Scummy mummies

THE new face of Westfield shopping centres is not a supermodel. She has the turning circle of a Kombi, leaking nipples and a T-shirt smeared with white gunk that may have once lived inside a human being.

She is Melbourne comedian Nelly Thomas and she is tearing herself away from organising her daughter’s first birthday party to sing the praises of mummies who are slummy, scummy or tummy rather than unrealistically yummy.

Anyone who’s ever pushed a new person out of their privates knows this whole yummy mummy business is a mixed blessing. Sure, it’s great that society no longer relegates breeding women to an asexual been-there, done-that pile. But we desperately need to ease up on the pressure. Juggling motherhood and a job is hard enough without also being expected to look like Cate Blanchett at Kevin Rudd’s 2020 Summit.

Honestly, Cate. We love your work. But did you have to cruise around Canberra looking so svelte and radiant SIX DAYS AFTER GIVING BIRTH? Where were your poo-splattered tracksuit pants (one leg on correctly, the other one inside out)? Where were the Bepanthen hair dreads and the water-filled frozen nappies strapped to the protesting boobs with pantyhose? Did you even have the courtesy to have some newborn spew up your nostrils?

Blanchett would no doubt meet with the approval of English author Liz Fraser, who insists that yummy mummies start early by getting leg waxes, pedicures and other essential preparations for handsome doctors before heading off to the labour ward. Fraser — who compares birth to pushing a ping-pong ball through the buttonhole of a perfectly crafted Burberry trench coat — also reminds new mothers to slip into something sexy for the trip home from the hospital.

“(Do) NOT fall into the trap of wearing tracksuit trousers all the time,” she lectures in The Yummy Mummy’s Survival Guide. This is so easy to do, but will leave you feeling as frumpy as a big, fat frumpy blob, and you will start to slide towards grey underwear and unwashed hair.”

Fortunately, those of us who emerge from birth looking like a B-Double road train that has just been hit by a B-Double road train have decided to start telling it like it is. And, amazingly enough, a corporate giant has decided to listen.

Promotional material for Westfield’s new “We are family” campaign focuses on the smelly, tiring and often isolated reality of modern mothering. It also features a stretchmarks-and-all photo of Thomas when she was 8 1/2 months pregnant.

The shot is so startlingly realistic that one of Thomas’s mates who saw it assumed it had been defaced. He thought someone had added the breastmilk marks, the T-shirt stains and the purple stretchmarks to be cruel.

“Another comedian friend told me that under no circumstances should I allow the photograph to be used,” Thomas says. “This woman said it was revolting and that no one would come to my shows. But there are worse things in life than putting on 25 kilos and having stretchmarks on your guts. God, you could be married to Sam Newman.”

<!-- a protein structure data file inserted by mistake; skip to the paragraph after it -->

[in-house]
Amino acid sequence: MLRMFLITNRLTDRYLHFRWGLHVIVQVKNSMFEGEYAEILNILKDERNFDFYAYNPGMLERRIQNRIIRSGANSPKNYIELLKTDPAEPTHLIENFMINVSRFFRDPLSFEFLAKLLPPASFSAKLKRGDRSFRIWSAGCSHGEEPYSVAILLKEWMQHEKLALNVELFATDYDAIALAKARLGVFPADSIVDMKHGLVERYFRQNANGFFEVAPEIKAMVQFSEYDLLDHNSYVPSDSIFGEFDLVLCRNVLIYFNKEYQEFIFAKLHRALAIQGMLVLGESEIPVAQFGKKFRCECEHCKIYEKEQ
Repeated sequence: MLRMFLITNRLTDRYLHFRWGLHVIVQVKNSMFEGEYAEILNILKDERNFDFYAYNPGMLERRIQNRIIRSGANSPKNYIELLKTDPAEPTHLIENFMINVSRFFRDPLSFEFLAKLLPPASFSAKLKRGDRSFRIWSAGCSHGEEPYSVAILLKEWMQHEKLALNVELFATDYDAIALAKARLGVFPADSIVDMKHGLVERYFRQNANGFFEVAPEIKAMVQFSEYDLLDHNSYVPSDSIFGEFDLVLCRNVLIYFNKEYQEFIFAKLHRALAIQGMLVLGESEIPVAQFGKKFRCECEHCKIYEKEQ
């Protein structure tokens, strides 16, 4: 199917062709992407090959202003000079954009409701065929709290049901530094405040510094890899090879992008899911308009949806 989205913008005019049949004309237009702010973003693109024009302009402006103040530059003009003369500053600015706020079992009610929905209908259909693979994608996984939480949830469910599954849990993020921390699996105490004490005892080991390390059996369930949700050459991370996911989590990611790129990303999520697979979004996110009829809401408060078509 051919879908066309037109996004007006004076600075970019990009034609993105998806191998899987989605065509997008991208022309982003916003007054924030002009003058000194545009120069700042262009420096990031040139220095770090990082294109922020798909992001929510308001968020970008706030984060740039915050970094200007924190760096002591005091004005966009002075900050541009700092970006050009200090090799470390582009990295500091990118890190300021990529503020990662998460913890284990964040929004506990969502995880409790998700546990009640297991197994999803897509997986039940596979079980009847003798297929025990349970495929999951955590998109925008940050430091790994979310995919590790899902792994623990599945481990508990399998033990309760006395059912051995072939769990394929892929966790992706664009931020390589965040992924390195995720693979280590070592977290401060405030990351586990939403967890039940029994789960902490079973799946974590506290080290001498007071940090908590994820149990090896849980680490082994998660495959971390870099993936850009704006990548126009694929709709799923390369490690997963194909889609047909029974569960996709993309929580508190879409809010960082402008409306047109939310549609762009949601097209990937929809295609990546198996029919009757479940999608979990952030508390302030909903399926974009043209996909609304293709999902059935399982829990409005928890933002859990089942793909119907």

Thomas, who can’t understand how celebrities manage to incubate babies and still have perky body parts, loathes the pressure for normal women to look like Hollywood mums (most of whom have dedicated teams of trainers, dieticians, surgeons and airbrushers).

Her post-birth beauty routine involves having a shower. If it’s an extra special occasion she may also brush her hair: well, the few strands that haven’t fallen out with the pregnancy hormones, that is.

This echoes the sentiments of the hundreds of women interviewed for the Westfield campaign who said it was a good day if they:

* Were able to snatch 30 seconds of alone-time on the loo;

* Got around to putting on a bra before driving the kids to school; and

* Managed to take a bath without emerging with a rubber duck wedged into an unspeakable crevice.

To hear more of these sorts of stories, see Thomas in stand-up comedian mode and participate in a series of workshops on mothering matters, visit http://westfield. or for session details. Women with unwashed hair and grey undies are particularly welcome.

- Originally published in The Australian on 19-06-2008.

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One Comment on "Scummy mummies"

  1. Emma
    Michael Wild
    03/10/2010 at 4:53 am Permalink

    “Could be married to Sam Newman.” Now there’s a horrible thought. Reading this made me think that my dear wife got away pretty well with our two kids though surgical measures were taken after the second. When I contemplate obstetrics I struggle to see how intelligent design or natural selection was involved. I quite possibly would have lost my wife and both my children but for modern medicine and in truth the births were not particularly fraught. In many ways “the good old days” were not so good at all,

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